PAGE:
G.M.O.’s are a Distraction from Monetization

The NYT today published a highly detailed, informative, and brilliant piece by Gina Kolata on G.M.O.’s: http://www.nytimes.com/2015/05/29/health/a-proposal-to-modify-plants-gives-gmo-debate-new-life.html?hpw&rref=science&action=click&pgtype=Homepage&module=well-region&region=bottom-well&WT.nav=bottom-well.

The piece notes that there is no legal definition of what a G.M.O. is.  In the EU zone, for example, the author notes,  “G.M.O. is defined by the process, not the product.”  So what is considered a non-G.M.O. plant in the U.S. would be considered G.M.O. in the EU if it is produced using any form of genetic engineering.

All the fuss about labeling of G.M.O’s is pertinent: A product labeled G.M.O. from Europe may have to have that label removed if sold in the U.S. should the label in the EU have been placed there because the product was produced through a process of genetic engineering.  I know, right?  Talk about “first world” problems.

Speaking about the rest of the planet outside of the “first world,” the article notes the huge benefits of G.M.O. crops in the developing world, giving this an example: “Scientists found the gene that makes the rice resistant to flooding; after a couple of years of crossbreeding, researchers were able to grow rice plants with the flood resistance gene of the ancient rice. Now, Dr. Schroeder says,flood-resistant rice is grown by more than four million farmers in Southeast Asia.”

Is cross-breeding, a form of genetic engineering, a G.M.O. crop?  It is in Europe.  But maybe not in the U.S.  If you want to ban G.M.O.’s, you ban crops that save lives.

Meanwhile, as the G.M.O. debate continues, the erosion of independent and small food industries by large-scale private capital, in the form of hedge funds and larger food corporations, continues unabated.  This week Hormel bought Applegate.  Products that show the greatest profit will be marketed; those that don’t will disappear.  Ah, the free market!



The Monetary Future of Restaurants

Today’s top food story: http://www.nytimes.com/2015/05/27/business/dealbook/hormel-foods-to-buy-applegate-farms-for-775-million.html?ref=business

Once again, not in the Food section of the paper where the lead story bemoans the coming closure of the lovely and exclusive Four Seasons restaurant.

No, the Business story reported that Hormel is buying out Applegate.  Hormel, which owns Spam and Skippy brands, is moving to organics.  That’s diversification, and a wise move!  It’s a reflection of the current and future way people eat here (and globally).

On the high end, there are restaurants that do not profit much, but serve as assets in hedge funds.  The two best known examples are 11 Madison and Noma.  Neither restaurant makes as much as a fast food franchise, but it’s pretty cool if you’re a billionaire to own a big share rather than a McDonald’s.

Noam Gottesman, for example, who made headlines this week in his marriage in Florence, Italy, which was attended by Beyonce and Jay Z, owns 11 Madison.  I’m not saying who owns Noma, but I know him well.


Anyway, the profits come from Spam and Skippy, not from the organics.  Not yet.  What will happen, I bet, is that the prices for organic products will get even higher; the standards by which a product is considered organic will become diluted; and, the organic products that are the cheapest to produce will dominate while those that have lower profit will disappear.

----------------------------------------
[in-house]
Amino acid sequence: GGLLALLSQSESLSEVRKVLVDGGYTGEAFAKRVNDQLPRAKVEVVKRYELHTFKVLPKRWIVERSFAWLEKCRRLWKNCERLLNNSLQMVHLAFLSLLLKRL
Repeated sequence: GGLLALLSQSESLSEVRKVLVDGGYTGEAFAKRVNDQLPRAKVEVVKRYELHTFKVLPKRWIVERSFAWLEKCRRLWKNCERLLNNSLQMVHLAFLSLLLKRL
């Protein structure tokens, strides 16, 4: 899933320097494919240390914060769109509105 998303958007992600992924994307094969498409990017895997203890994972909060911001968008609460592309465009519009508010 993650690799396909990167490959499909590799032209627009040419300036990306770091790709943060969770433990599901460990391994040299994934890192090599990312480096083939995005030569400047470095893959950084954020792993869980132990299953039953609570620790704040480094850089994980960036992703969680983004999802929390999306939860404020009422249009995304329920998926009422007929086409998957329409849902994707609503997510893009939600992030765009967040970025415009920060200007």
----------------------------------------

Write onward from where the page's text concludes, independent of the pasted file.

Where To Eat in NYC, Part 92

Sometimes I just want the comfort of favorite places, and 48 hours for a visit inspired by a celebration to mark the occasion of an uncle’s 90th birthday party isn’t enough time to explore new places to try and enjoy possibly delicious food.

So it went like this.

Rubirosa.  For my taste, the best pizza on Manhattan.  Thin crust, Staten Island style, with first rate cheese and high quality toppings served by hipsters in three rooms with tin ceilings in Soho.

Batard.  Easily among the best upscale restaurants I’ve eaten at in years.  In the former Montrachet and then Corton space, we’re talking refinement in a lively atmosphere with one of the country’s best price points for food of this caliber: $55 per person for two courses of Austrian-French cuisine.

Alimentari il Buco.  Delicious Italian food on Great Jones, with first-rate cured meats, wonderful pastas, flavorful entrees and vegetables, and a staff that knows how to care.

To say nothing of: The Brandy Library, Angel Share, Second Avenue Deli, and Russ & Daughters.


How To Sell Food To People Who Aren’t Hungry

There’s a great scene in, “The Wolf of Wall Street,” when the Wall Street trader turned inspirational speaker invites an audience to sell him a pen he holds up before them.  In succession, two men suggest that the pen is well priced, sleek, and lasts longer than other pens.  The trader scoffs at them and looking at the pen he says, simply, “You need this pen.”

In the world of arts, it’s the same.  Agents and producers–the people who must sacrifice time and effort for projects that may not monetize–operate on a realistic, short sighted business model.  Which is: This year people are buying shoes with laces, they aren’t buying shoes with buckles.  I can’t sell your buckle shoes.

But of course the huge hits in artistic fields were and are the works that aren’t anticipated and aren’t like what people are buying.  “Star Wars” was rejected by every major movie studio.  “The Sopranos” wound up on a then relatively unknown cable company called HBO.  “The Book of Mormon” was not an obvious choice for investors.  Ben Lerner’s brilliant novel, “Leaving the Atocha Station” was published by Coffeehouse in Minnesota and wound up as the book to read.

No Brian Epstein, no Beatles.  No Jay Z, no Kanye.

And so it goes with food.  What’s sold is the stuff that people are buying everywhere, whether it’s fancy-pants tasting menus that are a complete hodgepodge, or very cheap ingredients with lots of salt and fat that create enormous profit: Burgers, tacos, hot dogs, ramen, pizza.  The challenge is to come up with food that is so delicious that people will leave home to eat it, but isn’t like what people are already buying.

Why?  Because at the moment you least expect it people will stop buying what everyone else is buying and you’ll bust.  Or be old fashioned.  Or out of business.  Or corny.  Talk to me in ten years: Farm to table?   Celebrity chefs?  Yo-yo.  Hula hoop.

And local?  That’s a good one: Do you wonder why Hadley asparagus, Atlantic halibut, Maine scallops, etc. end up in NYC rather than most high-end Boston restaurants?  The NYC restaurants pay more for the ingredients because they are better able to sell them to their customers.  So much for local.  Local only if the farmer or producer accepts a price lower than what he or she gets elsewhere.

The best agents and producers and chefs are like that Wall Street trader: “You need this.”

Minimum Wage in L.A.

Los Angeles raised its minimum wage to $15 an hour.  The reverberations will be big.  Other cities will follow to remain competitive in the job market and keep talent that might otherwise go to cities where they get paid more for the same work.